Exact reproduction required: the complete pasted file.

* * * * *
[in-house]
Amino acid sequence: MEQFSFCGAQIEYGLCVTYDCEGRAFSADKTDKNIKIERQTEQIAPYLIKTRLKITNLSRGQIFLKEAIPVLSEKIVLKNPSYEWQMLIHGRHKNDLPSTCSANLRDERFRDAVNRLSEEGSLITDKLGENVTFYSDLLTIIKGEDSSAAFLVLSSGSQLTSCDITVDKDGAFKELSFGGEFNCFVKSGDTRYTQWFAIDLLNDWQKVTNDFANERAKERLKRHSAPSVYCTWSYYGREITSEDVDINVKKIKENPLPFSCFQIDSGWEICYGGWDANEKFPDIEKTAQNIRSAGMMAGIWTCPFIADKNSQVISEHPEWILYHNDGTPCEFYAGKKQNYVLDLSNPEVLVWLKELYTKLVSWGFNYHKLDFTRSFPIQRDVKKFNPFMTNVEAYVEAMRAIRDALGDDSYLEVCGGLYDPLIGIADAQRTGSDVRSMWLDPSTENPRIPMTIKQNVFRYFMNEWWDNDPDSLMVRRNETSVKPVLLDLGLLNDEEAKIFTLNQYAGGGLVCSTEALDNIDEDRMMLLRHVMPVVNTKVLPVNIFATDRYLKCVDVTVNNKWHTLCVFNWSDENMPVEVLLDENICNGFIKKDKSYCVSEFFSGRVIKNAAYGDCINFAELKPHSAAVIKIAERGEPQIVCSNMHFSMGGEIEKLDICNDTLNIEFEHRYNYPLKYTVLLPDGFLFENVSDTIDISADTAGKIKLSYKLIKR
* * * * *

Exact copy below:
[in-house]
Amino acid sequence: MEQFSFCGAQIEYGLCVTYDCEGRAFSADKTDKNIKIERQTEQIAPYLIKTRLKITNLSRGQIFLKEAIPVLSEKIVLKNPSYEWQMLIHGRHKNDLPSTCSANLRDERFRDAVNRLSEEGSLITDKLGENVTFYSDLLTIIKGEDSSAAFLVLSSGSQLTSCDITVDKDGAFKELSFGGEFNCFVKSGDTRYTQWFAIDLLNDWQKVTNDFANERAKERLKRHSAPSVYCTWSYYGREITSEDVDINVKKIKENPLPFSCFQIDSGWEICYGGWDANEKFPDIEKTAQNIRSAGMMAGIWTCPFIADKNSQVISEHPEWILYHNDGTPCEFYAGKKQNYVLDLSNPEVLVWLKELYTKLVSWGFNYHKLDFTRSFPIQRDVKKFNPFMTNVEAYVEAMRAIRDALGDDSYLEVCGGLYDPLIGIADAQRTGSDVRSMWLDPSTENPRIPMTIKQNVFRYFMNEWWDNDPDSLMVRRNETSVKPVLLDLGLLNDEEAKIFTLNQYAGGGLVCSTEALDNIDEDRMMLLRHVMPVVNTKVLPVNIFATDRYLKCVDVTVNNKWHTLCVFNWSDENMPVEVLLDENICNGFIKKDKSYCVSEFFSGRVIKNAAYGDCINFAELKPHSAAVIKIAERGEPQIVCSNMHFSMGGEIEKLDICNDTLNIEFEHRYNYPLKYTVLLPDGFLFENVSDTIDISADTAGKIKLSYKLIKR